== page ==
I have already turned off pretty much every banner notification, as they were making me seriously anxious and on edge every day. That was a huge weight lifted. But I still find myself checking every few minutes just in case something important pops up. Even though it doesn’t.

That’s the big task for this week: stop picking up the phone so goddamn much and connect with the amazing things happening all around me.

Want to join me?

Do you find yourself obsessively checking your phone all day long? Do you want to give yourself a day (or even an hour) to unplug and put it away?

Let’s both commit to disconnecting so that we can be more present to the people, places, and things around us.

Leave a comment below or hit me up on Twitter and tell me what you’re up to. And then come back tomorrow and tell me how it went!

We are the ink…

"We are the ink that gives the white page meaning."

I love this time of year. We have the opportunity to sit back and reflect on the previous year while simultaneously looking forward to the clean slate that’s ahead of us.

This quote—as seen on the walls of the Carnegie Museum of Art—seems to occupy both of those spaces for me: We are the ink that gives the white page meaning.

We are the ink.

We are in charge of what ink gets put on the page.

We are in charge of what meaning we assign to that ink. We could make it bold and powerful, colorful, or filled with beautiful visuals and swirls. We could make it wise, comical, or thoughtful. Or we could make it dark and broody, filled with hurt, sorrow, guilt, anger and grief.

It’s our ink. We get to do with it what we want.

Stepping into a new year, I find that I’m excited about what the page holds.

Yes, I am excited about the fresh white page of the new year. But I’m also excited about creating new meaning for the ink that covers the pages before it.

I have the power to define it in any way I want. I can choose to imbibe the pages with a more kind, loving, and balanced meaning. And I can continue to embellish it with new ink.

What does the new year hold for you?

What meaning will you assign to the proverbial ink on your pages?

 

The (menu) plan, Stan.

Weekly Menu Plan

I used to be an amazing planner.

Pre-baby, I would pick 4-5 meals to make for the week and then write a corresponding grocery list so that I’d have everything I needed to make each meal.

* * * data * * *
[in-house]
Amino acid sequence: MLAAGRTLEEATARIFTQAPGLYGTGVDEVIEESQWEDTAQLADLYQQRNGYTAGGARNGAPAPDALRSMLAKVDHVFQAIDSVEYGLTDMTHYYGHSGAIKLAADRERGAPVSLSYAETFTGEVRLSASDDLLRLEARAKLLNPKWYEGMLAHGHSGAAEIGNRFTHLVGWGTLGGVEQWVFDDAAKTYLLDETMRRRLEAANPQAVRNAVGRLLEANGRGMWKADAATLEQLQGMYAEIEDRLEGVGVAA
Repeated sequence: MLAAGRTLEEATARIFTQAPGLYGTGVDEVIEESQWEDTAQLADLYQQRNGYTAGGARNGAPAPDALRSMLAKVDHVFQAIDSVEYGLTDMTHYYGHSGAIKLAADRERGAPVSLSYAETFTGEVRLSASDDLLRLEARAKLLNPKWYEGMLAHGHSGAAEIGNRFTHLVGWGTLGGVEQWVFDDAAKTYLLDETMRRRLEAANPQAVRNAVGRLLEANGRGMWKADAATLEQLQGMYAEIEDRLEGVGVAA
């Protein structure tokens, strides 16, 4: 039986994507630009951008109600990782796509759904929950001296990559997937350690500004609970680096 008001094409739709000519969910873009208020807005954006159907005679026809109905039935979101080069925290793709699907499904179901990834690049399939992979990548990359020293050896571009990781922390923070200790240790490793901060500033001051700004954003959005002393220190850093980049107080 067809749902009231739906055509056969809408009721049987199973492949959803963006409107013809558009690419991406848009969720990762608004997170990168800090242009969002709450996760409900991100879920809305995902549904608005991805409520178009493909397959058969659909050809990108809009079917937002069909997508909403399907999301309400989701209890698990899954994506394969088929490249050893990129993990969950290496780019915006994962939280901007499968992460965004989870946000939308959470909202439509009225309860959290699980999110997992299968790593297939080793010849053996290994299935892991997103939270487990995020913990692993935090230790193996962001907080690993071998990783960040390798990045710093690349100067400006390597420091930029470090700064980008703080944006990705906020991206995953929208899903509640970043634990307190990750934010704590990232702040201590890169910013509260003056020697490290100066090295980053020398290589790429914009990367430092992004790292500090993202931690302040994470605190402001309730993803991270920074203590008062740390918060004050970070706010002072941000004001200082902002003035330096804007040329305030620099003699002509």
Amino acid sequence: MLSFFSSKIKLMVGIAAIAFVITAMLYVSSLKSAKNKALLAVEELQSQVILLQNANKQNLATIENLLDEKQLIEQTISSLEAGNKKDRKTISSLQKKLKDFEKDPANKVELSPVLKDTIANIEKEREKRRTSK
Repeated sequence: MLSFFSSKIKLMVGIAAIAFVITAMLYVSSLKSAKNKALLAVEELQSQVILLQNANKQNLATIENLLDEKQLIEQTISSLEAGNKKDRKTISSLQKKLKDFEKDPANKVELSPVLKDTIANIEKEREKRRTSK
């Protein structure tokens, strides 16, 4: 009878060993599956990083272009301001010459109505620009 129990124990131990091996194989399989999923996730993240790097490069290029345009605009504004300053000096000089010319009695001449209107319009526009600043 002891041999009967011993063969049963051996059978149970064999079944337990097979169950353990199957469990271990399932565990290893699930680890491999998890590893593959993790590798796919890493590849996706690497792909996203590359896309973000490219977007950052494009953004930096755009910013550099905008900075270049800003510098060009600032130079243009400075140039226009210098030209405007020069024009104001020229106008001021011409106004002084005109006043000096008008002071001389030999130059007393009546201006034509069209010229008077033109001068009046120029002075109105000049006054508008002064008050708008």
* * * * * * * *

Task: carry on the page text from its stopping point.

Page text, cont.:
And then I had a baby, and any free brain space (or hands) were relegated to keeping said baby alive.

Even though I stopped planning out our meals, I still dutifully went to the grocery store every week and spent a good amount of money on food. I’m not even sure what I bought most weeks, just that there were *things* in the house to eat.

When it came time for dinner, The Hubster would ask (as sweetly as possible) what’s for dinner. And each night, I felt exasperated and exhausted, and came up with a big fat blank around what to make.

So, we ended up having the same three things every week: pasta, burgers, and a frozen meal of some sort from Trader Joe’s. Not exactly the stuff dreams are made of.

I know that menu planning is necessary. I know that it helps in every way; from to keep me sane to saving money, to having the right things in the house.

And yet, I fought it. Tooth and nail.

The very last thing I wanted to do when the baby went down for bed was pull out my cookbooks, research on Pinterest, and put together a grocery list.

A few weeks ago, after finally admitting that I had no clue what to make for dinner yet again, I hunkered down and made a plan.

It’s amazing how a little plan like that can make a HUGE impact.

Dinner has been a breeze.

We’ve been enjoying new things. Hooray for variety!

And it’s been so much less stressful.

That 10-15 minutes that it took to pull together the menu for the week was SO WORTH every second. In fact, I’m pretty sure it saved me hours of stress, trying to think about what to make each night.

And because I have never been any good at stopping while I’m ahead, I decided to create a new menu planner template (or two) to help keep me organized and sane. Now, the biggest question of the week has become… which template will I be using to plan out our menu?!

(So far, it’s been Plan B.)

Menu Planning Templates (Free Download)

Plan A:

Weekly Menu Planner Template(Click the image to download a PDF)

 Plan B:

Weekly Menu Planner Template(Click the image to download a PDF)